Farm Ireland
Independent.ie

Monday 25 March 2019

Farmers say decision not to extend burning season could increase wild fire risk

Gorse fire raging on Bray Head in mid-July
Gorse fire raging on Bray Head in mid-July
Ciaran Moran

Ciaran Moran

Disappointment has been expressed with last week's announcement by the Department of Heritage, Culture and the Gaeltacht, not to extend the controlled burning season beyond February.

Ms Josepha Madigan TD, Minister for Culture, Heritage and the Gaeltacht, said that following extensive consideration in her Department of Met Éireann data, it was clear that rainfall in Ireland during the 6 months when it was permissible to burn under the law (i.e. from September 2018 to February 2019) was significantly below average.  Overall, nationally rainfall for the 6 month period was some 10.49pc below the 30 year mean.

This was particularly the case in the first two months of the year which have been exceptionally dry compared to average rainfall.  Overall in these 2 months, rainfall across the country has been some 29.57pc below the 30 year average. Temperatures during January and February this year have also been above average. 

The Minister said that “weather conditions would not have precluded landowners from burning vegetation during the 6 month period when this could have been done under the law and accordingly there is no basis for me to extend the legal period for burning into March”.

However,  Brian Dunne, Coordinator of Wicklow Uplands Council said although the final days of February were unusually warm this year, the window of time was too narrow, resulting in condensed burning activities in the few short days before the deadline.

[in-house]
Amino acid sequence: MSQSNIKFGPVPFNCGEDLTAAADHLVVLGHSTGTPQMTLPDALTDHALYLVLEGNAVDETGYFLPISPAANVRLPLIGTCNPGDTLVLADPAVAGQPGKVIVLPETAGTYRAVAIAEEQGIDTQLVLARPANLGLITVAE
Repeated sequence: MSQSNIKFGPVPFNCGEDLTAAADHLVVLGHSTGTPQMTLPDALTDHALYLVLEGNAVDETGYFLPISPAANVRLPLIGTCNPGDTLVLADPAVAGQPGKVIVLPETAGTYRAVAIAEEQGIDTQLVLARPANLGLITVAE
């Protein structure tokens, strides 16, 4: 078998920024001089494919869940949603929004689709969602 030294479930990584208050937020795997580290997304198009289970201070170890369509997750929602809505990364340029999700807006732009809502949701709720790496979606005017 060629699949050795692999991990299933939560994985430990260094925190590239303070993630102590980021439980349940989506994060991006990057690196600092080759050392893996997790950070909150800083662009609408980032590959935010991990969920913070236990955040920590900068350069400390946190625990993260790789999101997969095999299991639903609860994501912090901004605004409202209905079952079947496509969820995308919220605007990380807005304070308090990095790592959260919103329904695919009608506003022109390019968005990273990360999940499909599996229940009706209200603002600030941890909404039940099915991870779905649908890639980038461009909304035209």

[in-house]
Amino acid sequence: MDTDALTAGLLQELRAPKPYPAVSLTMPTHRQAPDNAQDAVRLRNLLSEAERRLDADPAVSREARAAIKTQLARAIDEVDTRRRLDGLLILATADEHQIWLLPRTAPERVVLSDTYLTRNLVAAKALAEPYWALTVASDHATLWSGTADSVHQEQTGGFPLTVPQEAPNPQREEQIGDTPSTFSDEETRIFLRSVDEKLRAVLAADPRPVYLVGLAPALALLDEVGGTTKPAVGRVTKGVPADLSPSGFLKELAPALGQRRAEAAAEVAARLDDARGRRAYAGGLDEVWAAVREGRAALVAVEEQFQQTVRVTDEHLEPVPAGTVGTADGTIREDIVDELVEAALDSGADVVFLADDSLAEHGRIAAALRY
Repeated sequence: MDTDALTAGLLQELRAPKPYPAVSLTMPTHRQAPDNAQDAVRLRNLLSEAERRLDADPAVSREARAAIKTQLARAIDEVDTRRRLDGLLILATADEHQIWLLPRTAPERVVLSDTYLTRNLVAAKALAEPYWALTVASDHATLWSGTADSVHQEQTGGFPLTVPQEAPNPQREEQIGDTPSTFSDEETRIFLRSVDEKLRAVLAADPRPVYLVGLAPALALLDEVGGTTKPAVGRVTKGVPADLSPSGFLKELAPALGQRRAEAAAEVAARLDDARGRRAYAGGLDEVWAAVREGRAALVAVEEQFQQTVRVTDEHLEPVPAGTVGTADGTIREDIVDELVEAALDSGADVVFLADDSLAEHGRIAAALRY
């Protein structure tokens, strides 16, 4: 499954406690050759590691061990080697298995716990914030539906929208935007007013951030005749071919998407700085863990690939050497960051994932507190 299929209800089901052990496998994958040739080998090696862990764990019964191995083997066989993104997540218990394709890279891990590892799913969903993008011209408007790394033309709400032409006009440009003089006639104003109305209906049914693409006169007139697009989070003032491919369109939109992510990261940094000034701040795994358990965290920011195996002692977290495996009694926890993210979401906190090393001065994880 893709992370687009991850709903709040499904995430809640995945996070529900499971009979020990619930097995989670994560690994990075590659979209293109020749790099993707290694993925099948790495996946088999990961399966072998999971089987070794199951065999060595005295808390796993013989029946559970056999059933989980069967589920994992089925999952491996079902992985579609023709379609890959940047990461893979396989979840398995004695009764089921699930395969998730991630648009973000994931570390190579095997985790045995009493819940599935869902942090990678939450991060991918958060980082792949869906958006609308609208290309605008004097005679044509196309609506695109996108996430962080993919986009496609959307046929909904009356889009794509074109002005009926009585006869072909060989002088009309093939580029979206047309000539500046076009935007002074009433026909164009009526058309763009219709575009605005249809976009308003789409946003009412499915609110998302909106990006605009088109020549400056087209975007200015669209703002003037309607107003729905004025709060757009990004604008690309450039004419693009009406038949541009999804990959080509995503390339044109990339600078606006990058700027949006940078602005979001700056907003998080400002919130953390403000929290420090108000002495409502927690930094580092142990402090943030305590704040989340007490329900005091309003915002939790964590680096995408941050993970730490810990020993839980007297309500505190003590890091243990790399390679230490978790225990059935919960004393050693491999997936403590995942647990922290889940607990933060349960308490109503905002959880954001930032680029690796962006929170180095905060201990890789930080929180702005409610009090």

He says data supports the conclusion that the month of March offers much more favourable conditions, which is reflected in Northern Ireland’s use of April 15 as the final day to its season.

“We have long advocated successive governments to amend the dates to a more workable and realistic season . Although the Heritage Act is a step in the right direction, this announcement fails to address the underlying challenges faced by the hill farming community and is a missed opportunity to begin bringing our uplands back to a more managed state.

Speaking about the promotion of Controlled Burning Practices, Mr. Dunne continued it must be recognised that there is a significant difference between the devastation caused by uncontrolled wildfires compared with the use of controlled rotational burning which provides forage and shelter for sheep while creating a mosaic of habitat structures, food for wildlife and a greater biodiversity in the upland region.

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"Undertaken responsibly, controlled burning is an important management tool in the future of upland habitat management and it also greatly reduces the chances of a wildfire taking hold in upland regions. 

"Unmanaged monocultures of bracken, heather or gorse are not good for biodiversity and provide fuel for wildfires that can take hold in the dry summer months," he said.

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